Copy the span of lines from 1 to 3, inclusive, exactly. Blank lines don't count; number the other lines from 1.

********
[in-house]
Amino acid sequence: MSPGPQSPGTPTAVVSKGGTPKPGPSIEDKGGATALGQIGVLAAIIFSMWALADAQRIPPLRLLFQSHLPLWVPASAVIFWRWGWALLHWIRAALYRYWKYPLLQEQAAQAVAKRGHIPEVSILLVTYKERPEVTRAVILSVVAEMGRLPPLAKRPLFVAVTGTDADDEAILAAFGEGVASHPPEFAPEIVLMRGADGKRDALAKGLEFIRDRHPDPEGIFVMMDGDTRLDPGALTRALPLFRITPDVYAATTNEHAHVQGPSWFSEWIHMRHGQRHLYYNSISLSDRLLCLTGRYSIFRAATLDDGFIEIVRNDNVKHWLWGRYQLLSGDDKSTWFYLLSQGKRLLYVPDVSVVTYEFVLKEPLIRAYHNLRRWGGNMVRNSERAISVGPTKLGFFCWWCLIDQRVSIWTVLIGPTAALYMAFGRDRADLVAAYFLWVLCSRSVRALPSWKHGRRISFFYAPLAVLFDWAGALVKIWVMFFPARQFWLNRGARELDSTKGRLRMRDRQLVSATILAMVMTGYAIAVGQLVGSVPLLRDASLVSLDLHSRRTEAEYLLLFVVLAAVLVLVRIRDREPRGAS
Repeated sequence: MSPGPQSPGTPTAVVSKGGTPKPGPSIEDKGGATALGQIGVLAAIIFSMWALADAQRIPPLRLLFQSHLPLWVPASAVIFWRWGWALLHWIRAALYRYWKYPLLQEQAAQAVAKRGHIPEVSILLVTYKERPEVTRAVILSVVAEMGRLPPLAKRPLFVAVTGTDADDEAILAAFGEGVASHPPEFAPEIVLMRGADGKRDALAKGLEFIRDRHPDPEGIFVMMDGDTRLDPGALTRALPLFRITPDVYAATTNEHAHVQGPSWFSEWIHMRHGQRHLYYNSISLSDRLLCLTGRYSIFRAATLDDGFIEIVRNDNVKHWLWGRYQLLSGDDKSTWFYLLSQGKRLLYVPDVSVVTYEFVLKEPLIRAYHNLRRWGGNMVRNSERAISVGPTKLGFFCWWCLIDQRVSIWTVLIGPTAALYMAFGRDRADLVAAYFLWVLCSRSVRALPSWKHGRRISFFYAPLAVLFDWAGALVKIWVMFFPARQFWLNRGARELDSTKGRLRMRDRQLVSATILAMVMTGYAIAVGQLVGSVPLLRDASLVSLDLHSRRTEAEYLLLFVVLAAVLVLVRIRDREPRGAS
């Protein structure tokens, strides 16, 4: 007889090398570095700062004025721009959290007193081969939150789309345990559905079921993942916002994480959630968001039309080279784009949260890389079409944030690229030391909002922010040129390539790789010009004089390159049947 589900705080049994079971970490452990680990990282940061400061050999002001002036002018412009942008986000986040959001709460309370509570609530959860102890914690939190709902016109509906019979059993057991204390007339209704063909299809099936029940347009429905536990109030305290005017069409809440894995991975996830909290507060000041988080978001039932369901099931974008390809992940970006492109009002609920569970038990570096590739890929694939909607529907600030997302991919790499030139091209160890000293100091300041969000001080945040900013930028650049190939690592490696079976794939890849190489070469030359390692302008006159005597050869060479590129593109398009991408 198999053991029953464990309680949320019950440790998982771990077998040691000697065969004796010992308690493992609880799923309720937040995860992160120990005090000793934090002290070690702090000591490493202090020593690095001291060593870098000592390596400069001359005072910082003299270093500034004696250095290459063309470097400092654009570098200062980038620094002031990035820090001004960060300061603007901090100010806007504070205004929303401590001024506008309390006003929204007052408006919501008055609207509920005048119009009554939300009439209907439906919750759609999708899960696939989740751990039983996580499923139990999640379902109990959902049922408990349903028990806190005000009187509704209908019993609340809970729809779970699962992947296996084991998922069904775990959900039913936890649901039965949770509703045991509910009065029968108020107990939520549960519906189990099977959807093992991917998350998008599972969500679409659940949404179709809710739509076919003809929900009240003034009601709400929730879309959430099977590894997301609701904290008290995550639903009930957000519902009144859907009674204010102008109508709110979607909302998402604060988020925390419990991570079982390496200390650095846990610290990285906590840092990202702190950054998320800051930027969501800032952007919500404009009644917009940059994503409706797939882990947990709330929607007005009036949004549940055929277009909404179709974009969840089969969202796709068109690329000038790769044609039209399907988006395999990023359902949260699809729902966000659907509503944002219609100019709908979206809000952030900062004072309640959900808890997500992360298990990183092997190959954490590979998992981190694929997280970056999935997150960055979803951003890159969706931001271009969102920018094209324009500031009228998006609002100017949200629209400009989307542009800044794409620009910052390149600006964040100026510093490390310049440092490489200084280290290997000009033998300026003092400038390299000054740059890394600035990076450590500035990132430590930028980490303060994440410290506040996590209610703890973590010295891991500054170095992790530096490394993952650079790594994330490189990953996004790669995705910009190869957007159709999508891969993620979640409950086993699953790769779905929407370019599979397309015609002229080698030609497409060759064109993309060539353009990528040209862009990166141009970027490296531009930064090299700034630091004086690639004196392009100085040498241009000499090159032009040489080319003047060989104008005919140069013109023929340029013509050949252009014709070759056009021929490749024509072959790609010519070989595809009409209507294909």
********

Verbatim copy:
[in-house]
Amino acid sequence: MSPGPQSPGTPTAVVSKGGTPKPGPSIEDKGGATALGQIGVLAAIIFSMWALADAQRIPPLRLLFQSHLPLWVPASAVIFWRWGWALLHWIRAALYRYWKYPLLQEQAAQAVAKRGHIPEVSILLVTYKERPEVTRAVILSVVAEMGRLPPLAKRPLFVAVTGTDADDEAILAAFGEGVASHPPEFAPEIVLMRGADGKRDALAKGLEFIRDRHPDPEGIFVMMDGDTRLDPGALTRALPLFRITPDVYAATTNEHAHVQGPSWFSEWIHMRHGQRHLYYNSISLSDRLLCLTGRYSIFRAATLDDGFIEIVRNDNVKHWLWGRYQLLSGDDKSTWFYLLSQGKRLLYVPDVSVVTYEFVLKEPLIRAYHNLRRWGGNMVRNSERAISVGPTKLGFFCWWCLIDQRVSIWTVLIGPTAALYMAFGRDRADLVAAYFLWVLCSRSVRALPSWKHGRRISFFYAPLAVLFDWAGALVKIWVMFFPARQFWLNRGARELDSTKGRLRMRDRQLVSATILAMVMTGYAIAVGQLVGSVPLLRDASLVSLDLHSRRTEAEYLLLFVVLAAVLVLVRIRDREPRGAS
Repeated sequence: MSPGPQSPGTPTAVVSKGGTPKPGPSIEDKGGATALGQIGVLAAIIFSMWALADAQRIPPLRLLFQSHLPLWVPASAVIFWRWGWALLHWIRAALYRYWKYPLLQEQAAQAVAKRGHIPEVSILLVTYKERPEVTRAVILSVVAEMGRLPPLAKRPLFVAVTGTDADDEAILAAFGEGVASHPPEFAPEIVLMRGADGKRDALAKGLEFIRDRHPDPEGIFVMMDGDTRLDPGALTRALPLFRITPDVYAATTNEHAHVQGPSWFSEWIHMRHGQRHLYYNSISLSDRLLCLTGRYSIFRAATLDDGFIEIVRNDNVKHWLWGRYQLLSGDDKSTWFYLLSQGKRLLYVPDVSVVTYEFVLKEPLIRAYHNLRRWGGNMVRNSERAISVGPTKLGFFCWWCLIDQRVSIWTVLIGPTAALYMAFGRDRADLVAAYFLWVLCSRSVRALPSWKHGRRISFFYAPLAVLFDWAGALVKIWVMFFPARQFWLNRGARELDSTKGRLRMRDRQLVSATILAMVMTGYAIAVGQLVGSVPLLRDASLVSLDLHSRRTEAEYLLLFVVLAAVLVLVRIRDREPRGAS